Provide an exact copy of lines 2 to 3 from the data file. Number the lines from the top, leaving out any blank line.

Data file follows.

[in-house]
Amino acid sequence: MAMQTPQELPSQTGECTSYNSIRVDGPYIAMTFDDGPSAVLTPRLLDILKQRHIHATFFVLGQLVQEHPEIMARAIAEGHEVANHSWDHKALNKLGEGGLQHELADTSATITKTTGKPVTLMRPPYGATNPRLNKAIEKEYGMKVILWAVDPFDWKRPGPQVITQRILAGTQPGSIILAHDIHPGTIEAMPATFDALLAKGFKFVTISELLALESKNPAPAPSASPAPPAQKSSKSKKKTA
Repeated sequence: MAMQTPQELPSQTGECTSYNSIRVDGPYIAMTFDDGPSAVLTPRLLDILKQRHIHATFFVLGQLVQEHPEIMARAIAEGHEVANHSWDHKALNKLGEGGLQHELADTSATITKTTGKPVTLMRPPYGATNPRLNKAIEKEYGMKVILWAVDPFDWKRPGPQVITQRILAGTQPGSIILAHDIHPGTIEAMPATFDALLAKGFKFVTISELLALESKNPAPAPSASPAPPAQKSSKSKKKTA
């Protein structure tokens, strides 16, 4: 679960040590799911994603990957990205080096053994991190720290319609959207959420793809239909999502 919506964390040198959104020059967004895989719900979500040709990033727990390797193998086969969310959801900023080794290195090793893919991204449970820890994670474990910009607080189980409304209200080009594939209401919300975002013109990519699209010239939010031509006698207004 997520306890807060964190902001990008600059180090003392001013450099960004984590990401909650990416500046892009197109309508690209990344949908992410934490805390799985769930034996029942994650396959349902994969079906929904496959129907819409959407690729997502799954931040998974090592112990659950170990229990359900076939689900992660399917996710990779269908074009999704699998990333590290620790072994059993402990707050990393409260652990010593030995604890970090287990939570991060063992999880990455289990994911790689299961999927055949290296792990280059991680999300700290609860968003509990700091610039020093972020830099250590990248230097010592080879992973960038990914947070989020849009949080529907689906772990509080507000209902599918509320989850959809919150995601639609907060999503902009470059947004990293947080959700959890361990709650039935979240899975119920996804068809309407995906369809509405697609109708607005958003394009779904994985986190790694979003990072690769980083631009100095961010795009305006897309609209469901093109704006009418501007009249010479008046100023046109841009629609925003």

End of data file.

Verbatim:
Amino acid sequence: MAMQTPQELPSQTGECTSYNSIRVDGPYIAMTFDDGPSAVLTPRLLDILKQRHIHATFFVLGQLVQEHPEIMARAIAEGHEVANHSWDHKALNKLGEGGLQHELADTSATITKTTGKPVTLMRPPYGATNPRLNKAIEKEYGMKVILWAVDPFDWKRPGPQVITQRILAGTQPGSIILAHDIHPGTIEAMPATFDALLAKGFKFVTISELLALESKNPAPAPSASPAPPAQKSSKSKKKTA
Repeated sequence: MAMQTPQELPSQTGECTSYNSIRVDGPYIAMTFDDGPSAVLTPRLLDILKQRHIHATFFVLGQLVQEHPEIMARAIAEGHEVANHSWDHKALNKLGEGGLQHELADTSATITKTTGKPVTLMRPPYGATNPRLNKAIEKEYGMKVILWAVDPFDWKRPGPQVITQRILAGTQPGSIILAHDIHPGTIEAMPATFDALLAKGFKFVTISELLALESKNPAPAPSASPAPPAQKSSKSKKKTA